Where no storage capacity is available or the available space is scarce, the solar dryer efficiency can be increased by adding exhaust heat or ‘ecological heat’. ‘Ecological heat’ in this case means the heat generated ecologically from clarified wastewater by means of a heat pump. The HUBER heat exchanger RoWin guarantees reliable operation with low maintenance requirements. This type of heat exchanger provides automatic removal of algae and other pollutants that may settle on the exchanger surfaces.
The greenhouse length and thus drying surface required depends on the requested drying efficiency. The required power depends on the dewatering results the ROTAMAT® Screw Press RoS 3Q is designed to achieve. Against this background, the greenhouse hall on WWTP Penzing was designed a couple of metres longer than actually necessary. The plant operators use the resulting increased dryer capacity to reduce the polymer consumption of the dewatering system and in this way save even more costs.
Automatic sludge feeding into the greenhouse eliminates the need for material transfer points and wheel loaders, and saves operators work and time. They benefit from an excellent sludge handling concept that minimises odours. Direct feeding and immediate turning of the sludge in the dryer instantly brings the sludge into a safe, virtually aerobic condition that ensures minimum odour development. No odour at all is noticed on WWTP Penzing Weil.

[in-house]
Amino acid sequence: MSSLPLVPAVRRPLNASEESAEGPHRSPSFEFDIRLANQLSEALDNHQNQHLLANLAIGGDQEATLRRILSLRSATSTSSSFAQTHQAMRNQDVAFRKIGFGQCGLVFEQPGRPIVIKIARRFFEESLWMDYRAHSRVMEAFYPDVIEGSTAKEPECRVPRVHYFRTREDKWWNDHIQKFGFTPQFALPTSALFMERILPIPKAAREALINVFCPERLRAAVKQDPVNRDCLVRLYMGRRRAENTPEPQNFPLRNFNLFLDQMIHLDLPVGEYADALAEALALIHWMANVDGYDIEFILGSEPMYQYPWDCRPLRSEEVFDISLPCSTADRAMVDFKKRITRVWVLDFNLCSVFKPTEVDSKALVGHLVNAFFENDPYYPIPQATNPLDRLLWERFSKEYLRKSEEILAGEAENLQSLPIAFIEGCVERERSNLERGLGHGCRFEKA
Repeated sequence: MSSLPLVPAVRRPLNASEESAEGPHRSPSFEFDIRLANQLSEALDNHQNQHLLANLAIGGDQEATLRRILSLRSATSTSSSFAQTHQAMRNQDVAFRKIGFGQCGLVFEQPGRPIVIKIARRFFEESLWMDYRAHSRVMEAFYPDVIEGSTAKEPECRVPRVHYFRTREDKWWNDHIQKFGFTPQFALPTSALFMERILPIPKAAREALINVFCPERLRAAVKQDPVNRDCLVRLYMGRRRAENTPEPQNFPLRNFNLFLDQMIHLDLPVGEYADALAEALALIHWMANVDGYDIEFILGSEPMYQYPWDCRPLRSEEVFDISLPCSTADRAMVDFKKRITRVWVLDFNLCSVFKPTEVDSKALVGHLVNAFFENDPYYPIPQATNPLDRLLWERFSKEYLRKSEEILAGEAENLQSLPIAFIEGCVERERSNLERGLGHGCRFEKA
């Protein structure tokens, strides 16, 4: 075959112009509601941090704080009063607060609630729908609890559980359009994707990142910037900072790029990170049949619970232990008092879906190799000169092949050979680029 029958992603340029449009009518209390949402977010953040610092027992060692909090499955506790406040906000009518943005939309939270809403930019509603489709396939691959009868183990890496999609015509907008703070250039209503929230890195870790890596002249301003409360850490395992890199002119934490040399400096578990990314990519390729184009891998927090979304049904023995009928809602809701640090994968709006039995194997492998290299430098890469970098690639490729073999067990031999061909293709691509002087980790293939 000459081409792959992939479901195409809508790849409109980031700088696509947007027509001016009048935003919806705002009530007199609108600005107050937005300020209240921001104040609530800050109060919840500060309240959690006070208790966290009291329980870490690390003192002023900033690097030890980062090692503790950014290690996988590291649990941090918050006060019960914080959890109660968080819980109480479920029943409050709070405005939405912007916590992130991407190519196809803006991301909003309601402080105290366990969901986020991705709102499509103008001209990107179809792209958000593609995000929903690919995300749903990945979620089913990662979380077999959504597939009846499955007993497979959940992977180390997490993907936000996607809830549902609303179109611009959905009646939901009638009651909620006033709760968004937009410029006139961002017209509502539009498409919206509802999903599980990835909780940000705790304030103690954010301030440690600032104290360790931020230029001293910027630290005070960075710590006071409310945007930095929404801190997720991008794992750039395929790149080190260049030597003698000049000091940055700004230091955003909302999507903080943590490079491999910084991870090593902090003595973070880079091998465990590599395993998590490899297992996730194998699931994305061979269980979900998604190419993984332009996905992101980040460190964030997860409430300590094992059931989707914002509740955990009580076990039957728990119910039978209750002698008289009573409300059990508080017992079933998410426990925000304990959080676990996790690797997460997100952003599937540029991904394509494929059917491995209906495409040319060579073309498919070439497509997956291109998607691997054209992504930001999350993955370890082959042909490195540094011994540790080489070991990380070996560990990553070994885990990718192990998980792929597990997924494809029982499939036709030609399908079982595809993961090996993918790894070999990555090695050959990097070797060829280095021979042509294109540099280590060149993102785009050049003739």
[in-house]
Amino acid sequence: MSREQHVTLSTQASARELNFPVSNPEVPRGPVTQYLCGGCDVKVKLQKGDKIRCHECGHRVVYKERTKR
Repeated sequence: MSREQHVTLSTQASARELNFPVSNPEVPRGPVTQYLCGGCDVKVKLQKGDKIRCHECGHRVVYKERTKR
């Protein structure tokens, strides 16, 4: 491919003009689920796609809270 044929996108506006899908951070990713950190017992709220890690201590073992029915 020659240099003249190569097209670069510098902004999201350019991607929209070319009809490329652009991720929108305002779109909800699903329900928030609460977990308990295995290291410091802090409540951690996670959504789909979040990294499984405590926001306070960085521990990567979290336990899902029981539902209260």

For efficient and odour-free drying, climate technology and mechanical equipment components must be selected and designed to perfectly suit each other. The HUBER climate control system incorporates experiences from operation, measurements in the greenhouse and theoretical thermodynamic principles. The greenhouse is equipped with climate sensors, ventilators and ventilation flaps. The electrical control system ensures an ideal drying climate is constantly maintained inside the greenhouse hall by monitoring the water absorption capacity of the air inside and outside the hall and by limiting condensate. The run time of the ventilators that directly aerate the sludge bed is controlled according to the work cycles of the sludge turning machine (and the freshly turned sludge bed zones) and the drying capacity of the air. The air is routed differently as required in the different sludge drying areas. Of course, the control system always gives priority to the safety of mechanical components and protection of the building against storm.